Impact SA

Calling corporate South Africa


CSI agency, MAMAS Alliance speaks about the role that corporate South Africa can play in supporting NGOs as they strive to better the lives of our children.

It is the many unsung heroes in the NGO space – the individuals and organisations that have taken it upon themselves to make a positive impact in the lives of the country’s most vulnerable – who are making an indelible mark on the lives of fellow South Africans.

It goes without saying that fundraising is a major part of running an NGO, with much time and effort spent on allocating fundraising through the correct channels. MAMAS Alliance’s core mission is to implement this in the most effective way possible, to positively impact lives.

Calisto Kondiwe, CSI consultant at MAMAS Alliance says, “As a CSI agency with a network of 36 independent organisations doing amazing work across nine provinces, MAMAS Alliance works with these independent organisations to forge partnerships, be it through the challenges of health, HIV, or Early Childhood Development (ECD). We look at issues of agriculture, sustainable livelihoods, climate change, and waste management – all of which face mounting challenges. As an extension of the National Development Plan, our network development supports NGOs in forging partnerships with corporate South Africa, with the government, as well as with international donors.”

Resources are crucial in order to raise money, and this is not only in terms of financial resources, but also in terms of people and experts. The work that NGOs do is quite complex, and this is where MAMAS Alliance comes in – to connect the NGO to the capital and the people required, so that they are able to focus on the good work that they do.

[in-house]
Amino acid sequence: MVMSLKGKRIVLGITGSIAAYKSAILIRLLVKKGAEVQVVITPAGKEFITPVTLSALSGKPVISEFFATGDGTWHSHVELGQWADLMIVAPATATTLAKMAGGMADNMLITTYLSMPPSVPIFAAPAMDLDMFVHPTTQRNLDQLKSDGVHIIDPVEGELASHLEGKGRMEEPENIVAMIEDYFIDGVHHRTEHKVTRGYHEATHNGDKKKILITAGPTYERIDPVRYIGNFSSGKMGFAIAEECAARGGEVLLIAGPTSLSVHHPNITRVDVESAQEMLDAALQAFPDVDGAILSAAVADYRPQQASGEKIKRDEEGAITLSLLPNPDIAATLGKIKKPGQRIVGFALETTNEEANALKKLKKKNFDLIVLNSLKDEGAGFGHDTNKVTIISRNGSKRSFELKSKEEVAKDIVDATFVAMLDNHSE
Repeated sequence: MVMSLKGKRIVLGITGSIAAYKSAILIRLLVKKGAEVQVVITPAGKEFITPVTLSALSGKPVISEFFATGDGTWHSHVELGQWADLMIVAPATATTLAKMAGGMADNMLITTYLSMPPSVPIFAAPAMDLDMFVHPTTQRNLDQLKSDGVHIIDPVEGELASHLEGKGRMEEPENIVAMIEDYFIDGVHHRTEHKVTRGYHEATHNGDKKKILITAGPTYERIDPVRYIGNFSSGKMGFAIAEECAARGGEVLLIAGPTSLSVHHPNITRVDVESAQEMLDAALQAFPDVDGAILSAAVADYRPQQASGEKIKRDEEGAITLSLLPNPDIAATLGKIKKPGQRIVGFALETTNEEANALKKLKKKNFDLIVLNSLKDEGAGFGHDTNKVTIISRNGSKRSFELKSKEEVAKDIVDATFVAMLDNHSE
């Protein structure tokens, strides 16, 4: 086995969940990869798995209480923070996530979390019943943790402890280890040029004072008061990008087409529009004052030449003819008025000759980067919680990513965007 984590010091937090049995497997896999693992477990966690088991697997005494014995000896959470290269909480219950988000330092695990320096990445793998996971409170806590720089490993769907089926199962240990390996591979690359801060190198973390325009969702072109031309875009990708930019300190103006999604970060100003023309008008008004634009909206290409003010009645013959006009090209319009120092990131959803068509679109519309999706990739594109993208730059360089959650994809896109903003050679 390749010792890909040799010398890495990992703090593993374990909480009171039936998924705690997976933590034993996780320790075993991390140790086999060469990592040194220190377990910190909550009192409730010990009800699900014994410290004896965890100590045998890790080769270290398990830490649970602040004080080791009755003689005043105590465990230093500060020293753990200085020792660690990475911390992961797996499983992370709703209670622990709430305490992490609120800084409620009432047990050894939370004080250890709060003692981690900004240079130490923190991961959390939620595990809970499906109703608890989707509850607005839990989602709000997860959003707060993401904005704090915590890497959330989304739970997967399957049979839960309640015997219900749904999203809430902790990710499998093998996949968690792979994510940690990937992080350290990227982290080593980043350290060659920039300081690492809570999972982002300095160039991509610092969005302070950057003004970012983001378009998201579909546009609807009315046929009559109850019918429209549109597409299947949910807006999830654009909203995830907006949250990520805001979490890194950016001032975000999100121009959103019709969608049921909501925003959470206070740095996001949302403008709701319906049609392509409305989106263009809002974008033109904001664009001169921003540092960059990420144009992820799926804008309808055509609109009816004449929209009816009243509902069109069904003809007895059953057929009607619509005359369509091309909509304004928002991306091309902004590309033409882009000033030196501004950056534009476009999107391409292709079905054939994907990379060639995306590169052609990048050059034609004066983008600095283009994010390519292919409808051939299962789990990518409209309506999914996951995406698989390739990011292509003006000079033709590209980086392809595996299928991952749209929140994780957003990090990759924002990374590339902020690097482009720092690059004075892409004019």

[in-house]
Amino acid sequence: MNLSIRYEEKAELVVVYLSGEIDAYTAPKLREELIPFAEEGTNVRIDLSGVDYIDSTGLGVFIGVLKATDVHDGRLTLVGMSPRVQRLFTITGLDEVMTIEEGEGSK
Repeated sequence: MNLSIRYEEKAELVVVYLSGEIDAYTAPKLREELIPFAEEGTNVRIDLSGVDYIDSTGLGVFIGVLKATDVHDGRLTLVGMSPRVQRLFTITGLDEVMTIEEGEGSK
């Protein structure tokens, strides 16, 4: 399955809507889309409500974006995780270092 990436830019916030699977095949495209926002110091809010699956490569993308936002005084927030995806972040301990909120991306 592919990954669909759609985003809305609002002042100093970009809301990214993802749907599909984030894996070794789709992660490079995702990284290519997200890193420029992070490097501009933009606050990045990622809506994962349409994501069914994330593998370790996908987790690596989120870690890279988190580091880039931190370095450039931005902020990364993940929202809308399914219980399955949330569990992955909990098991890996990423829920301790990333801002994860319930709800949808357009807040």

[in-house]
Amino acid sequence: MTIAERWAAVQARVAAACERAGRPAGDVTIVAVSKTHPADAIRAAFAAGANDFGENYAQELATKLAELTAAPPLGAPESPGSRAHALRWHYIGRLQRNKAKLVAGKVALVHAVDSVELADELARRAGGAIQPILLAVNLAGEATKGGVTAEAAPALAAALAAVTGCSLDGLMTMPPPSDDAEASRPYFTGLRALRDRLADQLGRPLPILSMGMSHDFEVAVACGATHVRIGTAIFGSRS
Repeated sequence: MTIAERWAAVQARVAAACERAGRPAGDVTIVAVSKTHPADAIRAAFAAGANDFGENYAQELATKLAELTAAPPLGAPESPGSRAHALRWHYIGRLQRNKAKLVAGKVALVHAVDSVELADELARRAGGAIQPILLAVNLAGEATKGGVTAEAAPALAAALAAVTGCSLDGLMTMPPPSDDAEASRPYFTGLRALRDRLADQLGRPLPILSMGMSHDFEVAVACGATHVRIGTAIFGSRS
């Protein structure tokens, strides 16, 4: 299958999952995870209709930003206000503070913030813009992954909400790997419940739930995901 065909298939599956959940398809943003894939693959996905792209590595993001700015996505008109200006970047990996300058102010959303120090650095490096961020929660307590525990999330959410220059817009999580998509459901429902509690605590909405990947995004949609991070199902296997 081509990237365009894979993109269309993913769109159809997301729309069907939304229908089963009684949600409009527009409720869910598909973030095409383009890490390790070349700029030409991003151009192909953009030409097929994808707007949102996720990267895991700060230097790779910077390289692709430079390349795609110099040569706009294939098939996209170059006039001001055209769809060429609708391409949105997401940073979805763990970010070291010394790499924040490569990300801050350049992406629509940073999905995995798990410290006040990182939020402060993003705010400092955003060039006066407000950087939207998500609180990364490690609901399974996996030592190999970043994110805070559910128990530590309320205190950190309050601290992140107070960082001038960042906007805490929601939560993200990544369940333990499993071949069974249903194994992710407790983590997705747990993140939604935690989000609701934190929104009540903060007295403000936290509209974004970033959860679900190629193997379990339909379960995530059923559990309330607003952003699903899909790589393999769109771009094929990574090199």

Yumna Toefy, Managing Director of MAMAS Alliance, says, “NGOs are absolutely the heroes in our communities, and it’s important that we take time out to celebrate the positive work that’s actually happening on the ground – through the network of angels that implement various programmes across the social development sector, giving daily to the thousands of vulnerable children in our communities. The resilience of these NGOs is relentless, despite the country’s current challenges.

“NGOs are remarkably creative in tackling the challenges facing our children every day, but this doesn’t come without the necessary support. It’s about creating opportunities for them. As MAMAS Alliance, we are looking at creating those opportunities for funders to help solve these challenges and to look at solutions because the work NGOs do in our communities does not stop when faced with challenges – in fact, it is compounded,” she says.

Partnerships are an extremely important part of the effective and efficient functioning of NGOs. They cannot do it alone. One of MAMAS Alliance’s core responsibilities is the access of corporate funding through the correct channels – through consultants who can assist corporates in terms of the best way their social responsibility is effectively channelled; to ensure that it goes to compliant organisations who themselves are most effective in creating impact in our communities. “It’s not just about doing the work. It’s about how we do the work to ensure that it is done in an appropriate, effective and important manner, and in a way that is both respectful and ethical,” says Yumna.

“As South Africans, we all play a very important role in the NGO sector. Regardless of the type of assistance – whether it be in time, funding or donations – to support a specific cause. It’s important to remember that we’re all in this together. Through ubuntu, we all have an important role to play to support the NGOs in our communities, because our NGOs cannot do this alone. Corporate South Africa has a responsibility to help create change in our communities. If we stand together to ensure that our children get the best opportunities possible, only then can we contribute towards creating a better South Africa,” concludes Yumna.

Be part of the change! Contact the MAMAS Alliance CSI team at, or call +27 11 453 0531.


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